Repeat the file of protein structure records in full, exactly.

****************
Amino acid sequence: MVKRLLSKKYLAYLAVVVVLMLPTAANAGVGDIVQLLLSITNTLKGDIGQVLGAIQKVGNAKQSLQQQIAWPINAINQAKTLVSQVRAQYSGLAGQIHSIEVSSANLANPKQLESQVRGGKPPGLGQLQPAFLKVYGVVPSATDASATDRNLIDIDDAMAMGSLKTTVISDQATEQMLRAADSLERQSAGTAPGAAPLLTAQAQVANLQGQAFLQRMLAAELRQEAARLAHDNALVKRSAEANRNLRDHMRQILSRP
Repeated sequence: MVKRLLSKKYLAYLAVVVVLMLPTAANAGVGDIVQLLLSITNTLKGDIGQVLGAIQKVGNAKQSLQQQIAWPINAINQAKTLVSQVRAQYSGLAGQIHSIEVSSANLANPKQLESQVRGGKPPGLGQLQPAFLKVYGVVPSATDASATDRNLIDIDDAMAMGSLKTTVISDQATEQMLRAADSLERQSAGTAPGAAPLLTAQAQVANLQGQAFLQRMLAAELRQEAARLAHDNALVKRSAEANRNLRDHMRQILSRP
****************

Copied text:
Amino acid sequence: MVKRLLSKKYLAYLAVVVVLMLPTAANAGVGDIVQLLLSITNTLKGDIGQVLGAIQKVGNAKQSLQQQIAWPINAINQAKTLVSQVRAQYSGLAGQIHSIEVSSANLANPKQLESQVRGGKPPGLGQLQPAFLKVYGVVPSATDASATDRNLIDIDDAMAMGSLKTTVISDQATEQMLRAADSLERQSAGTAPGAAPLLTAQAQVANLQGQAFLQRMLAAELRQEAARLAHDNALVKRSAEANRNLRDHMRQILSRP
Repeated sequence: MVKRLLSKKYLAYLAVVVVLMLPTAANAGVGDIVQLLLSITNTLKGDIGQVLGAIQKVGNAKQSLQQQIAWPINAINQAKTLVSQVRAQYSGLAGQIHSIEVSSANLANPKQLESQVRGGKPPGLGQLQPAFLKVYGVVPSATDASATDRNLIDIDDAMAMGSLKTTVISDQATEQMLRAADSLERQSAGTAPGAAPLLTAQAQVANLQGQAFLQRMLAAELRQEAARLAHDNALVKRSAEANRNLRDHMRQILSRP